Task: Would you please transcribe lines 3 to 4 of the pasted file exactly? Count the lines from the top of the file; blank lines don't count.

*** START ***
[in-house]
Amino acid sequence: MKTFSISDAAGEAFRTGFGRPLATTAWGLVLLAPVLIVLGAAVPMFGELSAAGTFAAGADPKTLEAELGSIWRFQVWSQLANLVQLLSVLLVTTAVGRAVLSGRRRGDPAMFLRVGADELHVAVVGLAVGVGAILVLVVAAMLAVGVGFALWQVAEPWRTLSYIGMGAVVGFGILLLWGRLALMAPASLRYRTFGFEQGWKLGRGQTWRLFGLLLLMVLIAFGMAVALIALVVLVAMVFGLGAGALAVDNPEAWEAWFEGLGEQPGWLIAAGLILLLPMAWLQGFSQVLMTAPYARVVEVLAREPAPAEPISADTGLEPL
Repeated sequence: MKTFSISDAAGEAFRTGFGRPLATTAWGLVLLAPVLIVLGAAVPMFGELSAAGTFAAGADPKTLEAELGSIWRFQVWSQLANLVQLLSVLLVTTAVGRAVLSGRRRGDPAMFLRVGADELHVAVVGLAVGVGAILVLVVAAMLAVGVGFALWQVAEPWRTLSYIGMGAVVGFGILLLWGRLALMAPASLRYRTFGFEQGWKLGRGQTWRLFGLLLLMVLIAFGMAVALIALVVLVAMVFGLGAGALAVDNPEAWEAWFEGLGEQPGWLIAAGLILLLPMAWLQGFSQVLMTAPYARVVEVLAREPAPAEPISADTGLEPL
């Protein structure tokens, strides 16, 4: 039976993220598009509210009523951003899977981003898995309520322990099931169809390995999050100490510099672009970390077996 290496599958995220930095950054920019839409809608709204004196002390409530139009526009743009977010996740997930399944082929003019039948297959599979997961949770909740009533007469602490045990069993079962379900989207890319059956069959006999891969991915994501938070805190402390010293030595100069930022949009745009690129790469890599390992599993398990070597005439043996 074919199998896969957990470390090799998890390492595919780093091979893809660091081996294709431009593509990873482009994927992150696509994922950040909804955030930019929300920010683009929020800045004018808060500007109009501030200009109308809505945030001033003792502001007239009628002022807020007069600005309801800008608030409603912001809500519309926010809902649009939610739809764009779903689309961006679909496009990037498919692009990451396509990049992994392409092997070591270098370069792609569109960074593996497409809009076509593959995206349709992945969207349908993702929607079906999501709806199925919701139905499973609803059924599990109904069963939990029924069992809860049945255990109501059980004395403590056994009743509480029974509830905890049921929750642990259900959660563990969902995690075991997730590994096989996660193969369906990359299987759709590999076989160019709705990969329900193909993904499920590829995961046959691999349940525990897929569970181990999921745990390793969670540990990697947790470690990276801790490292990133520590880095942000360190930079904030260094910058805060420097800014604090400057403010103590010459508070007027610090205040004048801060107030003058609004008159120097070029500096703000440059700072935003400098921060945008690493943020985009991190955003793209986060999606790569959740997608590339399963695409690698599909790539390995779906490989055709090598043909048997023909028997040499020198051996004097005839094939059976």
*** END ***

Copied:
Repeated sequence: MKTFSISDAAGEAFRTGFGRPLATTAWGLVLLAPVLIVLGAAVPMFGELSAAGTFAAGADPKTLEAELGSIWRFQVWSQLANLVQLLSVLLVTTAVGRAVLSGRRRGDPAMFLRVGADELHVAVVGLAVGVGAILVLVVAAMLAVGVGFALWQVAEPWRTLSYIGMGAVVGFGILLLWGRLALMAPASLRYRTFGFEQGWKLGRGQTWRLFGLLLLMVLIAFGMAVALIALVVLVAMVFGLGAGALAVDNPEAWEAWFEGLGEQPGWLIAAGLILLLPMAWLQGFSQVLMTAPYARVVEVLAREPAPAEPISADTGLEPL
């Protein structure tokens, strides 16, 4: 039976993220598009509210009523951003899977981003898995309520322990099931169809390995999050100490510099672009970390077996 290496599958995220930095950054920019839409809608709204004196002390409530139009526009743009977010996740997930399944082929003019039948297959599979997961949770909740009533007469602490045990069993079962379900989207890319059956069959006999891969991915994501938070805190402390010293030595100069930022949009745009690129790469890599390992599993398990070597005439043996 074919199998896969957990470390090799998890390492595919780093091979893809660091081996294709431009593509990873482009994927992150696509994922950040909804955030930019929300920010683009929020800045004018808060500007109009501030200009109308809505945030001033003792502001007239009628002022807020007069600005309801800008608030409603912001809500519309926010809902649009939610739809764009779903689309961006679909496009990037498919692009990451396509990049992994392409092997070591270098370069792609569109960074593996497409809009076509593959995206349709992945969207349908993702929607079906999501709806199925919701139905499973609803059924599990109904069963939990029924069992809860049945255990109501059980004395403590056994009743509480029974509830905890049921929750642990259900959660563990969902995690075991997730590994096989996660193969369906990359299987759709590999076989160019709705990969329900193909993904499920590829995961046959691999349940525990897929569970181990999921745990390793969670540990990697947790470690990276801790490292990133520590880095942000360190930079904030260094910058805060420097800014604090400057403010103590010459508070007027610090205040004048801060107030003058609004008159120097070029500096703000440059700072935003400098921060945008690493943020985009991190955003793209986060999606790569959740997608590339399963695409690698599909790539390995779906490989055709090598043909048997023909028997040499020198051996004097005839094939059976």